Plant Biology Europe FESPB/EPSO Congress edition:19 location:Dublin, Ireland date:22-26 June 2014
Braeburn (Malus domestica Borkh.) is a popular apple cultivar worldwide. During storage, Braeburn is susceptible to the development of an internal browning disorder (Braeburn Browning Disorder; BBD). The incidence and intensity of BBD vary with batch and growing season. The objective of this study is twofold: 1) to study the effects of various pre- and postharvest conditions on the metabolic profile of Braeburn apple; and 2) to identify a biomarker that can predict the occurrence of BBD.
Braeburn was grown in an orchard of the experimental tree fruit research station (RSF-pcfruit) in Sint-Truiden (Belgium) under 8 different treatment combinations of different levels of calcium and potassium fertilisation with different levels of triazole fungicides. Fruit were harvested at two dates (early and late), with cortex samples being collected at harvest and after 2 weeks, 4 weeks, 2 months, 4 months and 6 months of controlled atmosphere storage at 1°C and under 8 different combinations of 2 levels of O2 (optimal versus low), CO2 (optimal versus high) and 1-MCP (treatment versus no treatment). Metabolomics analyses were performed using a GC-MS based protocol optimized for apple. In this study, about 30 metabolites were identified and quantified from the polar extracts of the Braeburn apple cortical tissue.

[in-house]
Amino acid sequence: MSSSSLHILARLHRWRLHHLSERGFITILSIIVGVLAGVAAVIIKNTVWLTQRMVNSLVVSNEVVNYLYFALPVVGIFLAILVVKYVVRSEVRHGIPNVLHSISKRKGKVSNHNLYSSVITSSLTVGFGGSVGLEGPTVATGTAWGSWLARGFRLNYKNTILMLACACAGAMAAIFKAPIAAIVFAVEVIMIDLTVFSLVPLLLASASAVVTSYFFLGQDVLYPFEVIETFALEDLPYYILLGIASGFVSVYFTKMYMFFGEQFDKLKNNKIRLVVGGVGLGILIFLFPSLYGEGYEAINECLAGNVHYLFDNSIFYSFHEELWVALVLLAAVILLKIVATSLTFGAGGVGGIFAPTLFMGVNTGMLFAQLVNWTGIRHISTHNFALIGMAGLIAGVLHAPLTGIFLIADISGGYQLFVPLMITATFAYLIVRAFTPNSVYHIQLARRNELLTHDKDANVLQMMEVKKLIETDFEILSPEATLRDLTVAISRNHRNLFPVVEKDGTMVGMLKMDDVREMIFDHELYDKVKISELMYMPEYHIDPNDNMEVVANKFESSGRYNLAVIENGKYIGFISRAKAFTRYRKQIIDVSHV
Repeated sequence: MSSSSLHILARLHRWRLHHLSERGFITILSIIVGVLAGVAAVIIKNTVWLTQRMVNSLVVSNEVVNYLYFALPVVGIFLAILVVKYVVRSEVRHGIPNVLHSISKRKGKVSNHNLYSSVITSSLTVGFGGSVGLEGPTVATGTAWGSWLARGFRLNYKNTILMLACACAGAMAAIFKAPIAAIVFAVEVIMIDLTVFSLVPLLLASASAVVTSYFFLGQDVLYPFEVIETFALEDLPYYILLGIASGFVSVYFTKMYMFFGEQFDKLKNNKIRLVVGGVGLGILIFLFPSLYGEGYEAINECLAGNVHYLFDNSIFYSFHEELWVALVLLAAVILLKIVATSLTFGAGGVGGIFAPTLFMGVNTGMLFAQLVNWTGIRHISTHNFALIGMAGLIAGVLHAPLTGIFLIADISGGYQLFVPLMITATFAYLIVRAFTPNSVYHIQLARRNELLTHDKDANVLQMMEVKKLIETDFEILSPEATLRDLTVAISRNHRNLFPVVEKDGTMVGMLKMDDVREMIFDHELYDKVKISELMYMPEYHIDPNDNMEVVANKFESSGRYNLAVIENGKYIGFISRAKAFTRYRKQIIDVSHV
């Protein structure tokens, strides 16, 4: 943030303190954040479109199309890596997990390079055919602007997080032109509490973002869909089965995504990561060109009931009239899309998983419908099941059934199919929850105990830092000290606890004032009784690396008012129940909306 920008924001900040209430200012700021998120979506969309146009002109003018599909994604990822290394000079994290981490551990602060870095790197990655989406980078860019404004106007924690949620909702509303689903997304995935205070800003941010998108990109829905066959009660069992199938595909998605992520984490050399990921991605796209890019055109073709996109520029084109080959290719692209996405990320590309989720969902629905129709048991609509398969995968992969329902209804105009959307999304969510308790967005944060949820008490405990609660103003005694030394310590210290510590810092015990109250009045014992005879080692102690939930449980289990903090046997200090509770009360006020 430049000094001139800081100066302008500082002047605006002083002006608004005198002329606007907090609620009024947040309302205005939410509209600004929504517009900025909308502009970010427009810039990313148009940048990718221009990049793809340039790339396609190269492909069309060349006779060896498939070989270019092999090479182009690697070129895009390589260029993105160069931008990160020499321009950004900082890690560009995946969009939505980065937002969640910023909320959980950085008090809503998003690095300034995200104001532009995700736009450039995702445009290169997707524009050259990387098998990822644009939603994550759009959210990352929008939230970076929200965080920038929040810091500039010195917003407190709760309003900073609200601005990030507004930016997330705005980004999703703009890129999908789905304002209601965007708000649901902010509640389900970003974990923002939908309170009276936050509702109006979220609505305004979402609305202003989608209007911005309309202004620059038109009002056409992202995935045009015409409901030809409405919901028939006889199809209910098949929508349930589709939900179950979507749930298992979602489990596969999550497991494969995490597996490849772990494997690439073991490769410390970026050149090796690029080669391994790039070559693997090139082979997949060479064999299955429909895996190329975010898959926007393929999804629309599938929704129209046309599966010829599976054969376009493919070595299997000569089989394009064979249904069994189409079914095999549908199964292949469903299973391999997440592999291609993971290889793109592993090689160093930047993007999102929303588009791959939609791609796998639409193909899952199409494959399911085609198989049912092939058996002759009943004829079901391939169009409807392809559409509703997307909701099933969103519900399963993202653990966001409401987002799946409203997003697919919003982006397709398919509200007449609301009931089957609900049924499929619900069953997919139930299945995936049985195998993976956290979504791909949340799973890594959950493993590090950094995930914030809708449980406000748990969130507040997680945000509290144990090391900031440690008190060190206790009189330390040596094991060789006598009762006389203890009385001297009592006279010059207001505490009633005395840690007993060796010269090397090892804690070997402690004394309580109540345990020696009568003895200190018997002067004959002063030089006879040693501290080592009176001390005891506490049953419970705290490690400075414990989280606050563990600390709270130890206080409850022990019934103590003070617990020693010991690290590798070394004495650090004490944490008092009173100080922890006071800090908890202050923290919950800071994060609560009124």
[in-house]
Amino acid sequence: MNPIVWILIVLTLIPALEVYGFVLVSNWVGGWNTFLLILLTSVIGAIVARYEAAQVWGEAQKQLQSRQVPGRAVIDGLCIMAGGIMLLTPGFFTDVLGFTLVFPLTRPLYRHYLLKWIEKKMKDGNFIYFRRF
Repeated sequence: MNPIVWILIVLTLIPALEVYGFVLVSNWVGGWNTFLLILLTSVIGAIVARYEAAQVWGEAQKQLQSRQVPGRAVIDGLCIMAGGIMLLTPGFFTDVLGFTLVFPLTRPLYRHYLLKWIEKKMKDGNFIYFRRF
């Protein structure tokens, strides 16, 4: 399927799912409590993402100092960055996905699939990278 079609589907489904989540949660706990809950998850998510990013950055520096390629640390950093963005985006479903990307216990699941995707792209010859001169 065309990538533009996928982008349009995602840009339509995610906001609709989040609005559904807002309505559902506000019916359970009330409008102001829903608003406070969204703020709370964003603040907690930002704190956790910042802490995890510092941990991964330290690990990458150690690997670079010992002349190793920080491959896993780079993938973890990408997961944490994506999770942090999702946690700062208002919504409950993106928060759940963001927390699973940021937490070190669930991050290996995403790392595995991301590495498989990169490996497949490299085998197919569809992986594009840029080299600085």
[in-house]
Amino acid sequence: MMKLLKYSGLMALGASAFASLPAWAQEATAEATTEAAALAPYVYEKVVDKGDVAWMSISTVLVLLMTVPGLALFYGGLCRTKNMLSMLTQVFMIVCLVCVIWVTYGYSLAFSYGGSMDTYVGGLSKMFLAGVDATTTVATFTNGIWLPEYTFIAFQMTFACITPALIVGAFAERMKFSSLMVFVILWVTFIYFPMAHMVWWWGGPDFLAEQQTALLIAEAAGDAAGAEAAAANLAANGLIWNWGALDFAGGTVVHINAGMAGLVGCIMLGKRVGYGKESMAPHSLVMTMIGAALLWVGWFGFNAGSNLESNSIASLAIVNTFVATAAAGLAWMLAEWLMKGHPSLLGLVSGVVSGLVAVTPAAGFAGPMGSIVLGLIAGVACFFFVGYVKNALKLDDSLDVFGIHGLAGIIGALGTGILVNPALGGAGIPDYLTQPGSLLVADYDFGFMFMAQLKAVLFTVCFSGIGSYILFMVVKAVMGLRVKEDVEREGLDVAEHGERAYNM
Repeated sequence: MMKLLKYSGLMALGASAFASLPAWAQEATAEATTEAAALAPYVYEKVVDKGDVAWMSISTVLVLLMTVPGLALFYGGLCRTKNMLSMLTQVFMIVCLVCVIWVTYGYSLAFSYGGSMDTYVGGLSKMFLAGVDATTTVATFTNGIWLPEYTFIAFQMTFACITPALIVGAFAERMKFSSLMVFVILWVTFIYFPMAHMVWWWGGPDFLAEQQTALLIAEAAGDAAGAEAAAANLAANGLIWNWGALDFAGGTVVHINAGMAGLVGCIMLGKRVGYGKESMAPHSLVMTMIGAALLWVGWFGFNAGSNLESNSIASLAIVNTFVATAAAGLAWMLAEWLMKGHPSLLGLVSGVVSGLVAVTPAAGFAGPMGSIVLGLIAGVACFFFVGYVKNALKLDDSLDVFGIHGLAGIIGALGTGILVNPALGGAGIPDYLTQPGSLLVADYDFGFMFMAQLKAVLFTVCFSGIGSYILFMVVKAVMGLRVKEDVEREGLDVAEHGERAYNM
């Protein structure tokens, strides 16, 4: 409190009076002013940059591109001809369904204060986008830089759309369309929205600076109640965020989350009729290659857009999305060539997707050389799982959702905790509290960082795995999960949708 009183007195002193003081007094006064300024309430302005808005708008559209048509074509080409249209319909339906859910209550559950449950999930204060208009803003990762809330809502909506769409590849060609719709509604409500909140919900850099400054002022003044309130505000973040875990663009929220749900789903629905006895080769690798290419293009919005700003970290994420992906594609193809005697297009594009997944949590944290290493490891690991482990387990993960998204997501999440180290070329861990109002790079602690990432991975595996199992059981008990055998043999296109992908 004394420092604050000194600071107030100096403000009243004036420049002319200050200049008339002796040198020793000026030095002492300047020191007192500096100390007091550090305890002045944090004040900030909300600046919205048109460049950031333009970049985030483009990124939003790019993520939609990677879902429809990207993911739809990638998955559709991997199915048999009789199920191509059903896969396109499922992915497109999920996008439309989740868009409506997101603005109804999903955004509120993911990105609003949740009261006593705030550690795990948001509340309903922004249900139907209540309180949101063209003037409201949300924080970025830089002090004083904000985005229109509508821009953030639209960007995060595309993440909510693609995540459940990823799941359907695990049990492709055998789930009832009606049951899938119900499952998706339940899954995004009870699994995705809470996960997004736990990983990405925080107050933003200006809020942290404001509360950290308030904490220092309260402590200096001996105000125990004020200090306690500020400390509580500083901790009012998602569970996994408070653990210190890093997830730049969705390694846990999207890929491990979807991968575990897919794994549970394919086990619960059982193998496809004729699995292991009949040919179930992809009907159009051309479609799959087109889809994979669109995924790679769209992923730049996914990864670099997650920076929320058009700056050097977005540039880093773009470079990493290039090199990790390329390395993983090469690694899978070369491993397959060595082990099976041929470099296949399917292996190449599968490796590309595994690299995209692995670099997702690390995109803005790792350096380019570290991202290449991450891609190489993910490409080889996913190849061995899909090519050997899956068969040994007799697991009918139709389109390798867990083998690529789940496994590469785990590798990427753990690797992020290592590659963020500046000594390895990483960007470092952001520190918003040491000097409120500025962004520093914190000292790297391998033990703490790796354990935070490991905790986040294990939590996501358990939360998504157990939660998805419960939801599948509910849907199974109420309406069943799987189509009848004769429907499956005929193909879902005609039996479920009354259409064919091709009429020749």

By comparing the at-harvest metabolic profile of the samples, the effects of the different preharvest treatments is determined. Further, by analysing the metabolic profile of the samples from the different storage conditions, a differentiation is made between the fruit ripening related changes and the BBD specific changes.